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Delegation Supports President's Call For Emergency Immigration Funds

Rebecca Blackwell
Guatemalan migrant Gladys Chinoy, 14, right, waits with more than 500 other migrants, many traveling with small children, outside Reforma de Pineda, Chiapas state, Mexico on June 20.

All three members of Vermont’s Congressional delegation are supporting President Obama’s call for an additional $4 billion in emergency aid to help deal with an immigration crisis in the southwestern part of the United States. 

In recent weeks, more than 50,000 children and families from Central America have entered the U.S. The surge of undocumented people crossing the border has put enormous pressure on the federal government.

Under the president’s plan, the emergency money would be used to build new detention centers and hire more immigration judges and border patrol agents. Congressman Peter Welch says he supports the president’s approach.

“We really need to have a vigorous response to this,” said Welch. “This is a humanitarian disaster of significant proportions.”

"We really need to have a vigorous response to this. This is a humanitarian disaster of significant proportions." - Rep. Peter Welch

The White House says it plans to deport most of the children but it’s a legal process that could take months to complete. Welch says that’s because a law passed in 2008, in the final month of the Bush Administration, sets up a strict legal procedure for children who enter this country on their own.

At the time, the law was intended to protect children from sex trafficking. But Welch says it was written so broadly that it applies to virtually all circumstances.

Under the law, the children are given an immigration hearing and they can consult with a legal advocate. During the process, they are allowed to live in “the least restrictive setting that’s in the best interest of the child.”

“The way the law was written is a mistake,” said Welch. “It said any unaccompanied minor, so that can be kids who are here because some of these criminal enterprises down in Central American countries, talk parents into bringing their kids up and say it will be a good deal for them.”

Welch says the current crisis highlights the need for Congress to pass a meaningful immigration reform bill.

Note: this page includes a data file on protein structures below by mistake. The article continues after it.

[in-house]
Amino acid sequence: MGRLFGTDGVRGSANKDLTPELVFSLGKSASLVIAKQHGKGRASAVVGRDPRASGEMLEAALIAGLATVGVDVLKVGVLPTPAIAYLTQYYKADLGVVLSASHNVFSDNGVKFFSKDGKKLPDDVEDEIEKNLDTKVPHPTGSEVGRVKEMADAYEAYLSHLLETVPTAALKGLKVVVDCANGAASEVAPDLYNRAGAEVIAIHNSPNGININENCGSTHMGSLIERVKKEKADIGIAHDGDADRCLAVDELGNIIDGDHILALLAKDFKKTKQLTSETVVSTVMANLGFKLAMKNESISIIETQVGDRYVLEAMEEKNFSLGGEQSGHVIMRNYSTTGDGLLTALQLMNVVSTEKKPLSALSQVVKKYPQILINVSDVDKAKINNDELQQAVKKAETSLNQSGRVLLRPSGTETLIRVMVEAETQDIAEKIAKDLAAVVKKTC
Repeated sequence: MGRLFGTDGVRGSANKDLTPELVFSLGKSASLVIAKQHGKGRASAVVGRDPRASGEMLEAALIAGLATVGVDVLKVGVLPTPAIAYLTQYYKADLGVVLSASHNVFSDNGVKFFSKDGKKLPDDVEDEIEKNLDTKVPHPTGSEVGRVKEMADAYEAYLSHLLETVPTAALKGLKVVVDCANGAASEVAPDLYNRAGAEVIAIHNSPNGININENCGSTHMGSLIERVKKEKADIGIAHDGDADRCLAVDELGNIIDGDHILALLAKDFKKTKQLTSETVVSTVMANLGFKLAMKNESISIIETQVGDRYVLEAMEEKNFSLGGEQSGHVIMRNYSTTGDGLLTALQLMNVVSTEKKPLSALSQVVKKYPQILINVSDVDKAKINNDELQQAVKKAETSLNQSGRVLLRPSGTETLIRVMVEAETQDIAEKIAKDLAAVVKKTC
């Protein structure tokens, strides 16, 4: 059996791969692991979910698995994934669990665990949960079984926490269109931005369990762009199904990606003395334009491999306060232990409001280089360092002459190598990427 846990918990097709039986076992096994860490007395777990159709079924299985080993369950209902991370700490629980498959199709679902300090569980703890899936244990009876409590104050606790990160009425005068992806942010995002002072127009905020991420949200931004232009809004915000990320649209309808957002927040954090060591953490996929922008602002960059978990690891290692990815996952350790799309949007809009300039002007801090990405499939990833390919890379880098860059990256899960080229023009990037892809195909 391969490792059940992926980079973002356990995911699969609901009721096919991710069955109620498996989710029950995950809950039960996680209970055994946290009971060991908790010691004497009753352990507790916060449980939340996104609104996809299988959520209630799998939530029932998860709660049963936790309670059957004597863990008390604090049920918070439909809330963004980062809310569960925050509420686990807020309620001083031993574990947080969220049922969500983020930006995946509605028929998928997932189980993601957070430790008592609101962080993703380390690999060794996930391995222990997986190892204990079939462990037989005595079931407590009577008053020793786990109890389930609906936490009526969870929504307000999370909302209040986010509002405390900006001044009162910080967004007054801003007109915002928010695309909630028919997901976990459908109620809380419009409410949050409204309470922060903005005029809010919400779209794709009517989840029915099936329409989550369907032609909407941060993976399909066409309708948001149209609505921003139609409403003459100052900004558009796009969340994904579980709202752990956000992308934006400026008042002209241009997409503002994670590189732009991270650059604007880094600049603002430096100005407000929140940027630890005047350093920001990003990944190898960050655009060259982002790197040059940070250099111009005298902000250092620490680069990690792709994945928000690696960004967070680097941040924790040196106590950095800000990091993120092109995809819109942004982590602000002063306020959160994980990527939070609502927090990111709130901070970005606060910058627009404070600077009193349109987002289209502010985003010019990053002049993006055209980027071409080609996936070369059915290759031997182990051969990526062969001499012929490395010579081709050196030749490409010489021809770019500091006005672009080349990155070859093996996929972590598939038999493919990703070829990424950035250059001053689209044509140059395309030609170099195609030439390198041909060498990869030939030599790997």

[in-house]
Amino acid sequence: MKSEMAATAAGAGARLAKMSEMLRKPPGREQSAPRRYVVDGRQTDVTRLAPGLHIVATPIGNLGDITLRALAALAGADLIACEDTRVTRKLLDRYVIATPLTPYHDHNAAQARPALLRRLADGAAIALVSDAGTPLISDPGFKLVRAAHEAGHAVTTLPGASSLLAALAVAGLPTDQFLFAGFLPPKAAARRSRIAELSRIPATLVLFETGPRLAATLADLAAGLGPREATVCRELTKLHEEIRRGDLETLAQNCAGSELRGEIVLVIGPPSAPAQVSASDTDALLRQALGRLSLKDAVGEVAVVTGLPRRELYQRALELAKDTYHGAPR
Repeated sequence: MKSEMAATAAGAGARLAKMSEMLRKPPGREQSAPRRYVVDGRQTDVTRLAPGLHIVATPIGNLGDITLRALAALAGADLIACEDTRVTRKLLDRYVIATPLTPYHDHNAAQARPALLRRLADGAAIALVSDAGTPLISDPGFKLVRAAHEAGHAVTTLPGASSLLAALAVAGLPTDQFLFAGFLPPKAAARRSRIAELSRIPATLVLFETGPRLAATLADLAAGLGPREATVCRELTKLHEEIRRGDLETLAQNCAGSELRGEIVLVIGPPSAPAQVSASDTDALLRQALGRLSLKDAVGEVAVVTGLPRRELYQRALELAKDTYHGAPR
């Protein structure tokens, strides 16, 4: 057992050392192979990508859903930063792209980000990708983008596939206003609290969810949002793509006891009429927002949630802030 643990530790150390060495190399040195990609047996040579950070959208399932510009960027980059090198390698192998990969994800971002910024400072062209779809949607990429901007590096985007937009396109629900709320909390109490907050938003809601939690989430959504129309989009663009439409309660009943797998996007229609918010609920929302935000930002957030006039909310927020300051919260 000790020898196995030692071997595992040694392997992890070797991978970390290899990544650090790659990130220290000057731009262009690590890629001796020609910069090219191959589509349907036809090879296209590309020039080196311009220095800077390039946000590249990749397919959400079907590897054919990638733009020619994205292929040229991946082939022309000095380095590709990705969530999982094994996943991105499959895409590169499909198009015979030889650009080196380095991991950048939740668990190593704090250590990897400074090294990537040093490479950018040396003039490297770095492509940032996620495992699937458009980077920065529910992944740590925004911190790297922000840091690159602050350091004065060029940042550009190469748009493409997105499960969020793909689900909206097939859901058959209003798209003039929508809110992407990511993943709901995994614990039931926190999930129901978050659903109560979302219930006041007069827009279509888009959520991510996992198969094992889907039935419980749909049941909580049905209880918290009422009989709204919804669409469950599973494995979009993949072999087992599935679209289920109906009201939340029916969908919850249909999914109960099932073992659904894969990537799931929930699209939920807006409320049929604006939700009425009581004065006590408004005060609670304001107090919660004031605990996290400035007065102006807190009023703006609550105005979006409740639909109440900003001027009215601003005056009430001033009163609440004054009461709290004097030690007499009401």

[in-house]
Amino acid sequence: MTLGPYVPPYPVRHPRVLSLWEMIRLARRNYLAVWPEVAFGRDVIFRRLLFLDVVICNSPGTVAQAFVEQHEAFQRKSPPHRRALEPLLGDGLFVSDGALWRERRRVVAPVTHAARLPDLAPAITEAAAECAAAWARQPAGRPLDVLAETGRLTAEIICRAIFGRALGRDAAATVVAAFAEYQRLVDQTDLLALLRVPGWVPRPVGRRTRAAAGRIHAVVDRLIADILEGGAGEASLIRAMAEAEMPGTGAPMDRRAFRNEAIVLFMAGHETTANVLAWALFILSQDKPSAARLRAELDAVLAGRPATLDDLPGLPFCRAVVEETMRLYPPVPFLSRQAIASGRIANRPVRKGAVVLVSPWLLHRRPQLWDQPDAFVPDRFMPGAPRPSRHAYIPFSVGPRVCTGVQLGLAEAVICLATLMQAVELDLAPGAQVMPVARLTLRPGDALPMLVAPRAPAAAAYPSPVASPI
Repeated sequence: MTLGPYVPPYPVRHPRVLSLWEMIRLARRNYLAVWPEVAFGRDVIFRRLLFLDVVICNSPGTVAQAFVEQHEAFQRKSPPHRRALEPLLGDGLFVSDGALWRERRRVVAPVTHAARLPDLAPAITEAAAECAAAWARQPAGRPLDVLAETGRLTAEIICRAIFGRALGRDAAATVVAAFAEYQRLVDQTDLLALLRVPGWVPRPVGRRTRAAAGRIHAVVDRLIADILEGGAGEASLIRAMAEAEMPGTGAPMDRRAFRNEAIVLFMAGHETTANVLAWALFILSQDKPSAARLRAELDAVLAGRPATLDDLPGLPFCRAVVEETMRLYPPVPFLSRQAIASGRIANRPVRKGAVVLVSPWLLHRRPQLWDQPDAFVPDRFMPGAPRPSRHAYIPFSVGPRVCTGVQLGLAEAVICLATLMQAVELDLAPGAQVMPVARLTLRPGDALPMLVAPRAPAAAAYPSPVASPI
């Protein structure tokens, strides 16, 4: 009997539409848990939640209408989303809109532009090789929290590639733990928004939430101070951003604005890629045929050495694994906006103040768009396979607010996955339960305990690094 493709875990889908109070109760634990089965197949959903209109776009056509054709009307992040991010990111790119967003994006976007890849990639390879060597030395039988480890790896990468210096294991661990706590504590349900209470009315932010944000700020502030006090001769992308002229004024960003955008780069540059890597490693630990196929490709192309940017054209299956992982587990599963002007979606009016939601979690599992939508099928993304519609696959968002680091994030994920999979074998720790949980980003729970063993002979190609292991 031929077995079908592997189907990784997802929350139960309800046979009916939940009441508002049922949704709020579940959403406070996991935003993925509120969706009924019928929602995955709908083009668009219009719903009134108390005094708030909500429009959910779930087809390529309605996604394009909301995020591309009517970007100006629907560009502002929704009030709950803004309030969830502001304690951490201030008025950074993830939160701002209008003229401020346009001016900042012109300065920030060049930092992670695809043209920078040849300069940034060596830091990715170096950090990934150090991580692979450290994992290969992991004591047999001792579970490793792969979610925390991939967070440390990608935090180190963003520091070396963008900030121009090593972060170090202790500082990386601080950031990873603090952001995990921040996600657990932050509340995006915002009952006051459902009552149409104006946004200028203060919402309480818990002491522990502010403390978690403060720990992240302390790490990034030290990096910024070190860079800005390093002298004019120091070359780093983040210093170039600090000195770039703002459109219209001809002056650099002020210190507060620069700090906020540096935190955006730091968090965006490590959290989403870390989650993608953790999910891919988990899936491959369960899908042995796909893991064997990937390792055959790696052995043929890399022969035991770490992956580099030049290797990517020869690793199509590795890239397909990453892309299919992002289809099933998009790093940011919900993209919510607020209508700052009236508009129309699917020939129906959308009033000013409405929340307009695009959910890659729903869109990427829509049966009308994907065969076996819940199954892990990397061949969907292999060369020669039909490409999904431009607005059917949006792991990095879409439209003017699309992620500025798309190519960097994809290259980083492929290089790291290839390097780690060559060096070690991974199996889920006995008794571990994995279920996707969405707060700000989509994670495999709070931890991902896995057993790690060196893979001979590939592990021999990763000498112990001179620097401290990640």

Last year, the Senate passed legislation that creates a long term pathway to citizenship for undocumented workers in this country, and it called for stronger measures to secure the border.

The House hasn’t voted on the bill and Speaker John Boehner says he has no plans to bring it up for debate for the rest of this year. Senator Patrick Leahy is very disappointed by the speaker’s decision.

“They want to make changes on it, fine. If they don’t, then stop giving the speeches about what’s wrong,” said Leahy. “Right now they’re voting maybe. They’re not voting yes or no.”

Many of the children coming into the country are fleeing violent conditions at home. As chairman of the Senate committee on foreign appropriations, Leahy thinks these countries need to respond to this situation.

“Honduras and Guatemala have got to get their act together,” said Leahy. “We give them a huge amount of aid, they’re allowing these groups, murderers, rapists, terrorists who roam free. They’ve got to stop it.”

Sen. Bernie Sanders says he also supports the president’s call for emergency funds, but he wants to be certain that the money isn’t taken from existing refugee resettlement programs.

Bob Kinzel has been covering the Vermont Statehouse since 1981 — longer than any continuously serving member of the Legislature. With his wealth of institutional knowledge, he answers your questions on our series, "Ask Bob."
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